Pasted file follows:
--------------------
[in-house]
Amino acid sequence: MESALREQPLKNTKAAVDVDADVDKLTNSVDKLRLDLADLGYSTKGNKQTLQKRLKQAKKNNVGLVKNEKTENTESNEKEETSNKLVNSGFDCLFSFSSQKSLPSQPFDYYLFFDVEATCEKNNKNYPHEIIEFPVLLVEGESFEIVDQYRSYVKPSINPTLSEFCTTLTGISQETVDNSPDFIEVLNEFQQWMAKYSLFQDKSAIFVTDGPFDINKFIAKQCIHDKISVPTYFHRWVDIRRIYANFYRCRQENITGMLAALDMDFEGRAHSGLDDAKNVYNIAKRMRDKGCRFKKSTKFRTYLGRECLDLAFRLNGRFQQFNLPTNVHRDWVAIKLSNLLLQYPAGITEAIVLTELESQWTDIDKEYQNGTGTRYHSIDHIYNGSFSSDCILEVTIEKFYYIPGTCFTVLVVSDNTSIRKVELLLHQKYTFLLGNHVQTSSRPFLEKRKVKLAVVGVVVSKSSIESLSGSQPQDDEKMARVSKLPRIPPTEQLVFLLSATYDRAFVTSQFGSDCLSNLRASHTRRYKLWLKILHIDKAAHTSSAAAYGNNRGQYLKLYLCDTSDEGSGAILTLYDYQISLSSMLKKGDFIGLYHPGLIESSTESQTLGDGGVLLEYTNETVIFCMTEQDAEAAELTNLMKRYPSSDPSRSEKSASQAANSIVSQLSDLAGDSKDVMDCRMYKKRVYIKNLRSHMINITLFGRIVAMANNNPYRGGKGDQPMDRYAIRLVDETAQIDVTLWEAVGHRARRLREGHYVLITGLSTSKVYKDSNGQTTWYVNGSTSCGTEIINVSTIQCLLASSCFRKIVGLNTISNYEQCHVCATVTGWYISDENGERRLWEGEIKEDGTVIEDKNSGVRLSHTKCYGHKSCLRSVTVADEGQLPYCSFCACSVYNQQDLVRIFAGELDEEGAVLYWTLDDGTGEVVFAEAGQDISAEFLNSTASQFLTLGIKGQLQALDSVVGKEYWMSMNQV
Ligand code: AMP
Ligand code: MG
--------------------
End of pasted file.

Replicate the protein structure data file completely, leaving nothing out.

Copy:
[in-house]
Amino acid sequence: MESALREQPLKNTKAAVDVDADVDKLTNSVDKLRLDLADLGYSTKGNKQTLQKRLKQAKKNNVGLVKNEKTENTESNEKEETSNKLVNSGFDCLFSFSSQKSLPSQPFDYYLFFDVEATCEKNNKNYPHEIIEFPVLLVEGESFEIVDQYRSYVKPSINPTLSEFCTTLTGISQETVDNSPDFIEVLNEFQQWMAKYSLFQDKSAIFVTDGPFDINKFIAKQCIHDKISVPTYFHRWVDIRRIYANFYRCRQENITGMLAALDMDFEGRAHSGLDDAKNVYNIAKRMRDKGCRFKKSTKFRTYLGRECLDLAFRLNGRFQQFNLPTNVHRDWVAIKLSNLLLQYPAGITEAIVLTELESQWTDIDKEYQNGTGTRYHSIDHIYNGSFSSDCILEVTIEKFYYIPGTCFTVLVVSDNTSIRKVELLLHQKYTFLLGNHVQTSSRPFLEKRKVKLAVVGVVVSKSSIESLSGSQPQDDEKMARVSKLPRIPPTEQLVFLLSATYDRAFVTSQFGSDCLSNLRASHTRRYKLWLKILHIDKAAHTSSAAAYGNNRGQYLKLYLCDTSDEGSGAILTLYDYQISLSSMLKKGDFIGLYHPGLIESSTESQTLGDGGVLLEYTNETVIFCMTEQDAEAAELTNLMKRYPSSDPSRSEKSASQAANSIVSQLSDLAGDSKDVMDCRMYKKRVYIKNLRSHMINITLFGRIVAMANNNPYRGGKGDQPMDRYAIRLVDETAQIDVTLWEAVGHRARRLREGHYVLITGLSTSKVYKDSNGQTTWYVNGSTSCGTEIINVSTIQCLLASSCFRKIVGLNTISNYEQCHVCATVTGWYISDENGERRLWEGEIKEDGTVIEDKNSGVRLSHTKCYGHKSCLRSVTVADEGQLPYCSFCACSVYNQQDLVRIFAGELDEEGAVLYWTLDDGTGEVVFAEAGQDISAEFLNSTASQFLTLGIKGQLQALDSVVGKEYWMSMNQV
Ligand code: AMP
Ligand code: MG